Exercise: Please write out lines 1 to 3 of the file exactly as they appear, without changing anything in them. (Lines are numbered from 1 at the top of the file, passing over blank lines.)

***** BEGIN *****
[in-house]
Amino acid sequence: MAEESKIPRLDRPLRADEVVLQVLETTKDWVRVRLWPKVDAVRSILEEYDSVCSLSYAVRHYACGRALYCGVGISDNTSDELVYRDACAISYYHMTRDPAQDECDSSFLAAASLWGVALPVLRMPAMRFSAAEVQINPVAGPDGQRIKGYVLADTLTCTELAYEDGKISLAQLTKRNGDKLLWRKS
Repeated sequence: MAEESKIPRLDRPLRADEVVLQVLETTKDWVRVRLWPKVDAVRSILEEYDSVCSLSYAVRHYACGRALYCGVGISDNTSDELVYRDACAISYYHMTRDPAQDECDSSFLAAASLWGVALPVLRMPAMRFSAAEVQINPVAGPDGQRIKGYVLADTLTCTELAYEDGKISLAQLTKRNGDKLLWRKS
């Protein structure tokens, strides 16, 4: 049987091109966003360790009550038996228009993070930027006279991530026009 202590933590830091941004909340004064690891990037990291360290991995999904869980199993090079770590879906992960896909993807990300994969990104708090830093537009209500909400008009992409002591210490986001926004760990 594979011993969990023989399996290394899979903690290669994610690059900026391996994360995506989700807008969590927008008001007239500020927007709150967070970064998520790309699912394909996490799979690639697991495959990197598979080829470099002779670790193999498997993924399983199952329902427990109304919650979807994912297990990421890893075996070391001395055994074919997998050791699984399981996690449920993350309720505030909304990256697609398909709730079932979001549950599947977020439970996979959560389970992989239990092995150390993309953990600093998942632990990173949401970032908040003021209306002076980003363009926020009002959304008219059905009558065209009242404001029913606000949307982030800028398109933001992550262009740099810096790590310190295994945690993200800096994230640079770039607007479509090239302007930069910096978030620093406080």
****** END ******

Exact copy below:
[in-house]
Amino acid sequence: MAEESKIPRLDRPLRADEVVLQVLETTKDWVRVRLWPKVDAVRSILEEYDSVCSLSYAVRHYACGRALYCGVGISDNTSDELVYRDACAISYYHMTRDPAQDECDSSFLAAASLWGVALPVLRMPAMRFSAAEVQINPVAGPDGQRIKGYVLADTLTCTELAYEDGKISLAQLTKRNGDKLLWRKS
Repeated sequence: MAEESKIPRLDRPLRADEVVLQVLETTKDWVRVRLWPKVDAVRSILEEYDSVCSLSYAVRHYACGRALYCGVGISDNTSDELVYRDACAISYYHMTRDPAQDECDSSFLAAASLWGVALPVLRMPAMRFSAAEVQINPVAGPDGQRIKGYVLADTLTCTELAYEDGKISLAQLTKRNGDKLLWRKS